By using this website, you agree to the storing of cookies on your device to enhance site navigation, analyze site usage, and assist in our marketing efforts. View our Privacy Policy for more information.

What to do if your Dog is Guarding their Food or Toys

By Jason Wright

September 20, 2023

Training plays a huge role in shaping a well-behaved and obedient dog. One common behaviour that owners may encounter is food or toy guarding. While it can be concerning to witness your pet exhibit this behaviour, especially if you’re a household that has small kids or that has a lot of friends and family visiting,  it's important to understand that guarding is a natural instinct.

This does not mean that you should allow your pet to misbehave and guard their food. Instead, through the right training tactics and techniques, you can work with your pet to manage this behaviour effectively. This not only helps your dog exhibit proper behaviour but also keeps your children or friends, family and loved ones safe - preventing any unforeseen accidents.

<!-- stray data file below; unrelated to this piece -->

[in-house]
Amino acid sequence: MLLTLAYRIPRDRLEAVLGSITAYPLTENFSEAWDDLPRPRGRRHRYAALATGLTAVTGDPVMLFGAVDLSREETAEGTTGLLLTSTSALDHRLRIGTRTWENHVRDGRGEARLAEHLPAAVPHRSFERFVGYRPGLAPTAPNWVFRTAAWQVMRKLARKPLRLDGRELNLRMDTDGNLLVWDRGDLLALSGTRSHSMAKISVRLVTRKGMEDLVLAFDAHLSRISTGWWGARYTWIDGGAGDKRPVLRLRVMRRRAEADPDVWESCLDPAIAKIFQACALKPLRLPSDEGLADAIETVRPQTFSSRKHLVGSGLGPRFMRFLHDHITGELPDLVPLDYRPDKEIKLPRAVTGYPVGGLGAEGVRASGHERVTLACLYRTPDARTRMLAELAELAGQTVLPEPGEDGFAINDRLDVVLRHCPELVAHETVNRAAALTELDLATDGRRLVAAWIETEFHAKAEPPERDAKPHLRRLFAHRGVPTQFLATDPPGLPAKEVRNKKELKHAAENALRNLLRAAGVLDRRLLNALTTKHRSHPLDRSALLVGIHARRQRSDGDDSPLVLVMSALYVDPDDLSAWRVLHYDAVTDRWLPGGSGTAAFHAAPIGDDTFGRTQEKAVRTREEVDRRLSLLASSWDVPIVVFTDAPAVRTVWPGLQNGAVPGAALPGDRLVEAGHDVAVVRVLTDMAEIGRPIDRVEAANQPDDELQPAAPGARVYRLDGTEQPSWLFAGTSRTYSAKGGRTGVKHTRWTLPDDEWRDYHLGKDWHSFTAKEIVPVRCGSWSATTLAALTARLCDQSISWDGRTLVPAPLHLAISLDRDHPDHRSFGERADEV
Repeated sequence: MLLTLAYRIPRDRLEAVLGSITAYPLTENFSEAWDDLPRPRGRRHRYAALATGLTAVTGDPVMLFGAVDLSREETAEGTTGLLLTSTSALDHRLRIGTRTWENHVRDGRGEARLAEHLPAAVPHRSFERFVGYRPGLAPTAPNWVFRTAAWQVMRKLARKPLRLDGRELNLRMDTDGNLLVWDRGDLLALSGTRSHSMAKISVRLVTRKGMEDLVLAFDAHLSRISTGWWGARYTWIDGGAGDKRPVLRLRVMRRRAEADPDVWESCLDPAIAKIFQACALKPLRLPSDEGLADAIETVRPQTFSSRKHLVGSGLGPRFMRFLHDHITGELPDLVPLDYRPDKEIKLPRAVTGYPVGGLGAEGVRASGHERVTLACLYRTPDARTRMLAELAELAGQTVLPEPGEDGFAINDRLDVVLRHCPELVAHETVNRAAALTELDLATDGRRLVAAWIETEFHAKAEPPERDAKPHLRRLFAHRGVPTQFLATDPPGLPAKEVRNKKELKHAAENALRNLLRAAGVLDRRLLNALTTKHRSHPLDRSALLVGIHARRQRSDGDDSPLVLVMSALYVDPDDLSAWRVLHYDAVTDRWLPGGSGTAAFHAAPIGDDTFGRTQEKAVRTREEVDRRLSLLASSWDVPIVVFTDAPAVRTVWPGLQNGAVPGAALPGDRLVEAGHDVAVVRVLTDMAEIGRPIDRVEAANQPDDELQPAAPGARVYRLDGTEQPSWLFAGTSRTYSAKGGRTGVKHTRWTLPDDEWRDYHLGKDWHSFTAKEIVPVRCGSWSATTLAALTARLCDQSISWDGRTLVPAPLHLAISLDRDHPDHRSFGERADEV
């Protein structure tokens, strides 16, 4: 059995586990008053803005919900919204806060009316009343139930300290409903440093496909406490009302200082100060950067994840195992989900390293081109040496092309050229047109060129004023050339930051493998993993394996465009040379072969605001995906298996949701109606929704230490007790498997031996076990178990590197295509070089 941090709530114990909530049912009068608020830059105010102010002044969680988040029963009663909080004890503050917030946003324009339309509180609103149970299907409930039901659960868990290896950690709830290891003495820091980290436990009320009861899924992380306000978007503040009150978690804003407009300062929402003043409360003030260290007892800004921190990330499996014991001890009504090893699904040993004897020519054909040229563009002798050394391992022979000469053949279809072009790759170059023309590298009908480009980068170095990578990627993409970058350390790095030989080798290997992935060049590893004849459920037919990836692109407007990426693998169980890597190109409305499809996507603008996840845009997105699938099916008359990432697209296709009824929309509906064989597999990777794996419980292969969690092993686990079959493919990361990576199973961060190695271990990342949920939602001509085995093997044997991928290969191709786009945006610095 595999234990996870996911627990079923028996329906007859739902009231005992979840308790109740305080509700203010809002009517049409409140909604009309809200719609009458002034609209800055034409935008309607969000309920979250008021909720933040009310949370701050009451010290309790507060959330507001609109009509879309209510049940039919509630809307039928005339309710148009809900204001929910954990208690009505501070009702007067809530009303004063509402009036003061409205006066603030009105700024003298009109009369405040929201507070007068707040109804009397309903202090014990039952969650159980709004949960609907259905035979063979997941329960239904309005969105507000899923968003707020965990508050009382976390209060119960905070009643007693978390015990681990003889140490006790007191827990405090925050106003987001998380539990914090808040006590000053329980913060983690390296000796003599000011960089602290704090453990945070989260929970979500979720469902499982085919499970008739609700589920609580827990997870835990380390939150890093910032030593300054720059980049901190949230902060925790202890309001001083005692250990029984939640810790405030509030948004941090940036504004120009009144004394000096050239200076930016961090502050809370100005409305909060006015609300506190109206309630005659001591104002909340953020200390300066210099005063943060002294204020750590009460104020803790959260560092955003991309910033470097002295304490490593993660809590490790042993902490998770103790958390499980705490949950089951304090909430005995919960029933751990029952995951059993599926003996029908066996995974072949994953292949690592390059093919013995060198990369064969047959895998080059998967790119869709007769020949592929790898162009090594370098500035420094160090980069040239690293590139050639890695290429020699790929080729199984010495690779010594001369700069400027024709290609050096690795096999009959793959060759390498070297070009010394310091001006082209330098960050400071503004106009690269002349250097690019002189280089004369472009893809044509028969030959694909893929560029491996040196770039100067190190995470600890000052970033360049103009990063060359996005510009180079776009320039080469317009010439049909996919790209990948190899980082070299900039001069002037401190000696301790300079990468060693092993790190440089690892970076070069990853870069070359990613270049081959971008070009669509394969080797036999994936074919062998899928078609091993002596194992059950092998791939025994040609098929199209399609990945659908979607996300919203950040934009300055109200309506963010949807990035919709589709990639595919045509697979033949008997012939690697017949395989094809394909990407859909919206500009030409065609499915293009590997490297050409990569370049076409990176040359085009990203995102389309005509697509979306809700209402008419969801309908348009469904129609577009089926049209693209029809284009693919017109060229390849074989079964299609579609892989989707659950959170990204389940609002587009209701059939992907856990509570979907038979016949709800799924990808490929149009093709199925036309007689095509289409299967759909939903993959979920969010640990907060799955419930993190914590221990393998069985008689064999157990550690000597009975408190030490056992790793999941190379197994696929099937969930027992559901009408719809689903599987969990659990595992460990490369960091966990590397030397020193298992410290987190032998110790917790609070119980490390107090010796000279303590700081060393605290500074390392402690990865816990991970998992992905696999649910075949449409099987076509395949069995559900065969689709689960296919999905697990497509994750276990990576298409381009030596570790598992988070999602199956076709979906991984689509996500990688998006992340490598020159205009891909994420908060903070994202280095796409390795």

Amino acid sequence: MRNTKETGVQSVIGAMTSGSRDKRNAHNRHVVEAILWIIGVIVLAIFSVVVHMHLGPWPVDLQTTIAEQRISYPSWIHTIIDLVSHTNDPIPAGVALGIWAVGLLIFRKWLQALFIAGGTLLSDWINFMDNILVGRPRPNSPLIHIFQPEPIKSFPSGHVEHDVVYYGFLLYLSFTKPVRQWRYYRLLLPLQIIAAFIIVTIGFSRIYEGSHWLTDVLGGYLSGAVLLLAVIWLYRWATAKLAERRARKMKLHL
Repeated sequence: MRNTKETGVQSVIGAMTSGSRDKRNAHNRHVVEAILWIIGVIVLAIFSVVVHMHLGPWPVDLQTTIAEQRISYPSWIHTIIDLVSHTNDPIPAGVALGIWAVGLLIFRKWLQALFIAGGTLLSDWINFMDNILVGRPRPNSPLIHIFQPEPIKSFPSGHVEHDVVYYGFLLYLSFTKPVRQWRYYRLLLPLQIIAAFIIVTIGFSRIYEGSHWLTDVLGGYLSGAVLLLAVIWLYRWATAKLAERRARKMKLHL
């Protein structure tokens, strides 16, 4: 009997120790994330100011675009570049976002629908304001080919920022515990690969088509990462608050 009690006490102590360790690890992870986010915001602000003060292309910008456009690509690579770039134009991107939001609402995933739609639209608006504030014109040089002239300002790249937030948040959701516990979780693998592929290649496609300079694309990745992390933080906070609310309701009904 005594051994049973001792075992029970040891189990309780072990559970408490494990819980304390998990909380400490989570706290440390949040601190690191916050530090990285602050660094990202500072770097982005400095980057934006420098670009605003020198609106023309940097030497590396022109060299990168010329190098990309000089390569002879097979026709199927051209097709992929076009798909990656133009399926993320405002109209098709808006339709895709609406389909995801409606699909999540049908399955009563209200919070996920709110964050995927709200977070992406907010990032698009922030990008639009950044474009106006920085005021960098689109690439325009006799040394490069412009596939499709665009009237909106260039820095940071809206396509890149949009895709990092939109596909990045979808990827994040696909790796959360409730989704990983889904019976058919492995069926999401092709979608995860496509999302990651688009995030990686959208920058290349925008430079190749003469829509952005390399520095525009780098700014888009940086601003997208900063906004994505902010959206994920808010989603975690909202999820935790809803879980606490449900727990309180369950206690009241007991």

In this comprehensive guide, we'll highlight why dogs may start guarding their food or toys, the importance of addressing this behaviour, and practical training techniques to help your dog overcome it.

Why Dogs May Start Guarding Their Food or Toys:

It’s important to understand the intricate reasons behind food and toy-guarding behaviour. Just as humans may feel protective over their personal possessions, dogs have their triggers that lead to guarding. 

These triggers can stem from various sources, including their history, past experiences, or underlying emotional states. By understanding the complexities of guarding, you can develop a holistic approach to tackling this issue, allowing you, the owner, to work with your pet to prevent it. Here are some of the reasons as to why dogs guard their toys or food:

  1. Resource Protection: Dogs have an innate instinct to protect their valuable resources, such as food, toys, or a favoured spot. This behaviour may stem from their evolutionary history when resources were scarce.
  2. Fear or Anxiety: A dog may resort to guarding if they feel threatened or anxious. This can be triggered by the presence of other pets or people during mealtime or play.